A Voodoo Grog Story

A Voodoo Grog at Pagan Idol in San Francisco
A Voodoo Grog at Pagan Idol in San Francisco

A telling sign of the current state of tiki: last night at Pagan Idol, I was served a Voodoo Grog in an actual vintage Voodoo Grog glass. It was delicious, and I got to enjoy it in front of a huge tiki while perfect exotica tunes played, enjoying the company of tiki friends old and new. Just a few years ago, this would have seemed like an impossible dream. Let me give you a little background to explain why this is incredible.

Voodoo Grog glass in the collection of Da Kine
Voodoo Grog glass in the collection of Da Kine

I knew of the Voodoo Grog glass before I knew what was in the drink. It’s a Trader Vic’s drink that dates from the mid-1950s—more on the drink in a bit. First let’s talk about this glass. It was produced by Imperial Glass, which also supplied Vic’s with their other specialty glassware, like their Port and Starboard light glasses. The Voodoo Grog glass is fairly rare, and particularly beautiful. Its elegant shape, blue-green tint, and gold painted mask details all elevate it into something exquisite. Historically they’ve gone for over a hundred dollars, these days it looks like they can be had for more like $50-80.

I finally encountered the drink when it was published by Beachbum Berry in his book Potions of the Caribbean. For a Trader Vic’s drink, it’s oddly complicated and seems much more like a Don the Beachcomber drink. It’s got egg white, passion fruit syrup, a that-can’t-be-right amount of allspice liqueur, lime and grapefruit juice, aged Martinique and Puerto Rican rums, and a bit of honey. I was so intrigued by this surprising recipe that I had to try it, and it turns out to be one of my very favorite tiki drinks. I make them pretty often at Balhi Ha’i (though I made a few batches this week that turned out weird, I may be losing my mojo).

Humuhumu as a Voodoo Grog, illustration by Dave Stolte
Humuhumu as a Voodoo Grog, illustration by Dave Stolte

I love this drink and its glass so much that illustrator Dave Stolte turned me into one. (Dave is also the author of Home Bar Basics, a great handy how-to for getting going making drinks at home.)

Fassionola Gold bowl drink at Pagan Idol
Fassionola Gold bowl drink at Pagan Idol

And here we arrive at my experience last night at Pagan Idol in San Francisco. I was there because some friends are in town: Marty Treu, author of Signs, Streets, and Storefronts, whom I met at last year’s Hukilau where we became fast friends; and Spike Marble, an old tiki friend and leader of the fantastic Hulabilly band The Hula Girls. (This is where I remind you that Critiki’s new upcoming visit features are great for meeting up with fellow tikiphiles. I’m hearing from you guys that it’s working, and I’ve been able to meet up with folks several times now. Tonight I’ll be meeting up with more folks at Smuggler’s Cove thanks to Critiki.)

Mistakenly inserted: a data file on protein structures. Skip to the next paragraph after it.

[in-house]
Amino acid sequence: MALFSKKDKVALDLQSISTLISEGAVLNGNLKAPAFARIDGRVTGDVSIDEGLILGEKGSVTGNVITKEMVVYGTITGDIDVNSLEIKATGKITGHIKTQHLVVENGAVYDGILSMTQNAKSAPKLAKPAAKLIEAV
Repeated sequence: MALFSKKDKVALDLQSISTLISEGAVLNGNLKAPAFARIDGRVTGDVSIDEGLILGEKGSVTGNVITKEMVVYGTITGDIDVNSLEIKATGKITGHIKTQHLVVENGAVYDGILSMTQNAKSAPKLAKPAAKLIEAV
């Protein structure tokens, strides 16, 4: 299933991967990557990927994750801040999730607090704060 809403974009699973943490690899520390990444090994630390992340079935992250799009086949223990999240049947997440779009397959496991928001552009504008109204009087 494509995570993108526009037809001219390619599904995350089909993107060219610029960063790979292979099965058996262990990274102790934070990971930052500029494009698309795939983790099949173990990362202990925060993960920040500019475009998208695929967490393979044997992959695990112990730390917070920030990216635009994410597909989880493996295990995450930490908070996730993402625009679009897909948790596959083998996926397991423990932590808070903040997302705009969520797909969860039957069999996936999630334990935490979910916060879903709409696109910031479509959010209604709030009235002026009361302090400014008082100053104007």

Pagan Idol bartender William Prestwood just bought a vintage Voodoo Grog glass for his personal collection, happened to have it handy, and happened to know that I really love Voodoo Grogs, so he offered to make this happen for me. What an incredible treat and honor. His Voodoo Grog turned out perfect, and drinking it in that environment was pure heaven. You won’t be able to drop in and order a Voodoo Grog in a vintage glass, of course: the glass is far too valuable to be in general use.

But even having this happen as a one-off experience is just amazing to me. The crowd last night was full of people wearing aloha shirts; these were normal patrons, I’ve never seen anything like it outside of an actual tiki event. We’ve known that tiki is growing in popularity, but seeing evidence that people both behind the bar and in front of it are really and truly embracing it as a full experience—that makes my heart soar.


8 thoughts on “A Voodoo Grog Story

  1. And with this, you make the experience of those who went to the newly-opened “tiki bar” Pilikia in Dallas an even starker contrast of The True Tiki Expereinece – if that’s even possible.
    UNlike your experience: poorly mixed drinks, nobody in Aloha wear, danceclub music, and certainly no ability to have one’s drink in the exact mug/glass in which it’s to be served.
    Maybe they’ll read Critiki and learn how it’s done!

    (My favorite tiki glass, too. And one of my favorite drinks. I need to be brave and learn to make my own! Thanks for the prodding.)

    Liked by 1 person

    1. Reading the reports about Pilikia was so disappointing. Not surprising, I think we all were getting a nightclub vibe before it opened. But Dallas deserves so much better!


  2. These stories of tiki culture growing and expanding make me so hopeful. I’ve been “into” tiki for quite a while now, but have notice a definite up swing in popularity and awareness lately. Luckily this growth in popularity also coincides with me finally buying a house and settling down back in my hometown, which doesn’t have any tiki presence whatsoever.
    Next week, the 17th, I’ve actually managed get a local cafe/bar to let me host a “tiki night”. And while it won’t be completely authentically “tiki” (my drink menu is going to have painkillers and the likes) I’m excited to at least be doing my part to help spread the word, the culture, the flavors and the rums.

    Liked by 1 person

  3. OMG thank you for using the image of my Voodoo Grog glass in your story! 🙂 I have used that glass a couple of times to make drinks that were originally served in it. Call it nostalgia or being sentimental but original drinks always seems to taste better out of the original glass. 🙂 Great article btw!

    Liked by 1 person

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